Hidden just off the M25 outside Cheshunt, a mere 45 minutes from central London, lies the Birch Community or (handle.silk.comet) as they also like to be known on the what3words website. What sounds like it could be an over-considered and incense-scented haven for wannabe hippies is in fact a beautiful reprieve – 55 verdant acres that guests have the freedom to explore at their own pace. There are elements of Birch that don’t make sense, but one thing they have done very well indeed is the Zebra Riding Club restaurant.
Named after former resident Lady Meux’s affinity for riding through London in a carriage drawn by the striped animals, the restaurant is housed in the property’s former stables. It bills itself as a kitchen led by nature, which reveals itself to be utterly true on the stroll there from the main house – a walk that takes you past the sizable vegetable and herb garden and the metaphor-inducing pigsty – but more on that later.
The cavernous space seems to have been plucked from every barn conversion-themed Pinterest board; all high ceilings, exposed beams and earthy tones. It manages to feel at once spacious yet cosy and perfectly suited to its Cotswolds-meets-Hackney setting. Removing the agony of choice, the Zebra Riding Club offers just three set menus – carnivorous, pescetarian and vegetarian. Each largely consists of the same dishes – the key difference sits with the main meal, and, most importantly, there is no requirement to opt for the same as your dining partner.
There is something uniquely peaceful about leaving your gastronomical fate in the hands of those who know what they’re doing. And you’re in very good ones here. Chef Robin Gill trained under Marco Pierre White and then went on to do a stint at Le Manoir au Quat’Saisons, before setting up his own spot – much-loved restaurant The Dairy in Clapham. The latter, a victim of the pandemic, closed down last summer, perhaps making way for Gill’s new venture here. And if our meal is anything to go by, that might be quite the shrewd move.
Nothing about the set menu seemed over-considered or rushed. Despite an obviously busy evening of continuous seatings, courses were well paced, and while our trouser buttons were straining by the end of it, it somehow never felt like too much – rather, just enough. The selection of snacks to kick off felt like a personalised take on crudites and dips, featuring taramasalata for the meat eaters, hummus for the veggies, crisp radishes, cured meats and pickles, house-baked porridge sourdough, and two delightfully compact asparagus, goat’s curd and preserved lemon tarts that tasted like spring personified. We could have quite happily continued pecking on this selection for the entire meal but, alas, there was more of Gill’s wonderful cooking to experience.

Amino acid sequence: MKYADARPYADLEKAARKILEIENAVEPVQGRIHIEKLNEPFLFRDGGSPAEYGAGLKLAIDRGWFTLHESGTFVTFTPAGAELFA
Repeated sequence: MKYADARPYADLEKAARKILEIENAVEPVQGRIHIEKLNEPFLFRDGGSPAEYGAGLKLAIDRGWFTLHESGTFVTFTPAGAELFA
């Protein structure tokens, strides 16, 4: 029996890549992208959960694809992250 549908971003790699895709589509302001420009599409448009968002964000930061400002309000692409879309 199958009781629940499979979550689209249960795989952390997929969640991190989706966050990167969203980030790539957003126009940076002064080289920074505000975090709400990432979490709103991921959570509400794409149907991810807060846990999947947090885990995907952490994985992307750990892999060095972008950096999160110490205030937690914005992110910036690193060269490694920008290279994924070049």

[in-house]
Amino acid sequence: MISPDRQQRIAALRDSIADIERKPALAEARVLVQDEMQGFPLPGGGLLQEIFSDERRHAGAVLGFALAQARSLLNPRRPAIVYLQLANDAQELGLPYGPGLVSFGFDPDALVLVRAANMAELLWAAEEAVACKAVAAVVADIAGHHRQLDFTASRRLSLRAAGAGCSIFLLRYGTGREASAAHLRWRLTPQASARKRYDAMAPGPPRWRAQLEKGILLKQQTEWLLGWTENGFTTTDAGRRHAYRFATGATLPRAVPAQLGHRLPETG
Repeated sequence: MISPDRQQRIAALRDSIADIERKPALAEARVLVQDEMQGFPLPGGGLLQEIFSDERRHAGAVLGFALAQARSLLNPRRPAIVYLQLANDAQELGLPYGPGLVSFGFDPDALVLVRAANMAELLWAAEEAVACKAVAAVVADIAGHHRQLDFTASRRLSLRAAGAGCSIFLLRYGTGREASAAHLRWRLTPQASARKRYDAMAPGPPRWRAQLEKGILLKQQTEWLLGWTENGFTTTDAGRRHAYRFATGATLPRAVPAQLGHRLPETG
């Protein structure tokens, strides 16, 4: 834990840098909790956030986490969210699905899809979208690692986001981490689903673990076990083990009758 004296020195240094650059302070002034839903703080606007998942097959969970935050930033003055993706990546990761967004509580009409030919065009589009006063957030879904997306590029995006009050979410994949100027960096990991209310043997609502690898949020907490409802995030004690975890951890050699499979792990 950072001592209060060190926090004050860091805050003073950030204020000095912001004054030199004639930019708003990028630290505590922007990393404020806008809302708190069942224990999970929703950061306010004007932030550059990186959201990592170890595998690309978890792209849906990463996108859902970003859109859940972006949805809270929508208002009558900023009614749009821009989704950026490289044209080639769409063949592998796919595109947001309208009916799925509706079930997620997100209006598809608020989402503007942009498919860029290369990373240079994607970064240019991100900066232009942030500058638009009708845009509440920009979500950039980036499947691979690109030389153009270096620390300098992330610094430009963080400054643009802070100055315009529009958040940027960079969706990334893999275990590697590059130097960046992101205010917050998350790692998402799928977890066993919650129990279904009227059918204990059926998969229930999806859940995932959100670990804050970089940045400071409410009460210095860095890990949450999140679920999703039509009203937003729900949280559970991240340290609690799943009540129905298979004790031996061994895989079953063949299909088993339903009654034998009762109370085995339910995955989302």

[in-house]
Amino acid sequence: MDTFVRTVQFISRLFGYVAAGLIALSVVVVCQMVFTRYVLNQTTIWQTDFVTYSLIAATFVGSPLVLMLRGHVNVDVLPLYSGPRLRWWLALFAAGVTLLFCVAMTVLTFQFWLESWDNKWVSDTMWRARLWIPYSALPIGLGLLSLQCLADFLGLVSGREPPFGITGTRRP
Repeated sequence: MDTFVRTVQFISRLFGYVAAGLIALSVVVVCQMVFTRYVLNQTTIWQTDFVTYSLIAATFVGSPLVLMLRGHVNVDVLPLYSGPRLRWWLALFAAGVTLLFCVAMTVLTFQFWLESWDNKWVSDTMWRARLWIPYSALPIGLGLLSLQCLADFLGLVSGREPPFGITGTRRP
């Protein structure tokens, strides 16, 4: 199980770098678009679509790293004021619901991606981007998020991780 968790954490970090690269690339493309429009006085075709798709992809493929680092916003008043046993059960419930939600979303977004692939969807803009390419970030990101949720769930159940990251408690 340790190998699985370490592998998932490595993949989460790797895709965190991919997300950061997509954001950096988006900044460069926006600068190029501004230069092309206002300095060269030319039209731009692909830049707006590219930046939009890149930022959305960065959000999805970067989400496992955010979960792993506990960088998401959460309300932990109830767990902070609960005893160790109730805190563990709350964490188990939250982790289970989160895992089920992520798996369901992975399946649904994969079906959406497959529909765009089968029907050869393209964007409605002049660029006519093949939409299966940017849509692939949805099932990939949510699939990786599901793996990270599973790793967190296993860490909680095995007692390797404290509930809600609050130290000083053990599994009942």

After such a lofty start, it would have been easy to coast through the rest, chucking out a few pretty but underwhelming dishes and rushing us out the door. The Zebra Riding Club, however, seemed almost determined to impress. The next course, a sort of Asian-inspired broth studded with fresh peas and grains and topped with a runny egg, was deeply flavoured, vibrantly salty and spicy thanks to the addition of XO sauce, and felt like a true celebration of the garden you walk past en route. We opted to add on the extra course – lobster for meat-eaters, white asparagus for vegetarians – and while delicious, we definitely could have gone without. The rich dish felt like an unconsidered interlude to what was an otherwise seamless menu.
After a necessary pause to rest our filling bellies, we moved onto the mains. The Old Bay-seasoned Swaledale pork loin seemed like an almost purposeful attempt to question my commitment to eating meat, following our earlier stroll past the cast of Babe to get to the restaurant, although I was assured the meat was not quite as home-grown as the vegetables. Luckily, I am well-educated on the origins of my food, and managed to squash any images of teacup pigs to enjoy what was a perfectly cooked piece of pork that cut like butter and melted in your mouth. The accompanying chimichurri had just enough of a kick, and the punchiness of the herbs worked alongside – rather than overwhelming – the natural flavour of the meat. Vegetarians got chargrilled fennel, another celebration of the garden outside, and a strong case for letting such produce shine, rather than attempting to emulate meat. A warm courgette salad on the side was one of those dishes where you wish you could harangue the chef for the recipe, the vegetables coated in a silky, citrusy emulsion that brought a refreshing element to the course.
We were well on the road to proclaiming we could never eat again when dessert was set down – a fact that Gill must be well aware of. Thus, it felt like more of a palate cleanser. Two impossibly crunchy-yet-fluffy canelés were devoured in seconds, the perfect base to mop up the grapefruit granita and yoghurt sorbet – a fresh punctuation to an invigorating dinner.
If you’re staying at Birch, a meal at the Zebra Riding Club only serves to highlight that holiday feeling. While if you’re visiting simply for the restaurant itself, it feels like a truly indulgent night out. If it weren’t for the myriad pottery, baking and sound-healing classes, Birch could bill itself solely as a gastronomic getaway – the restaurant is certainly good enough to hold up to that reputation.
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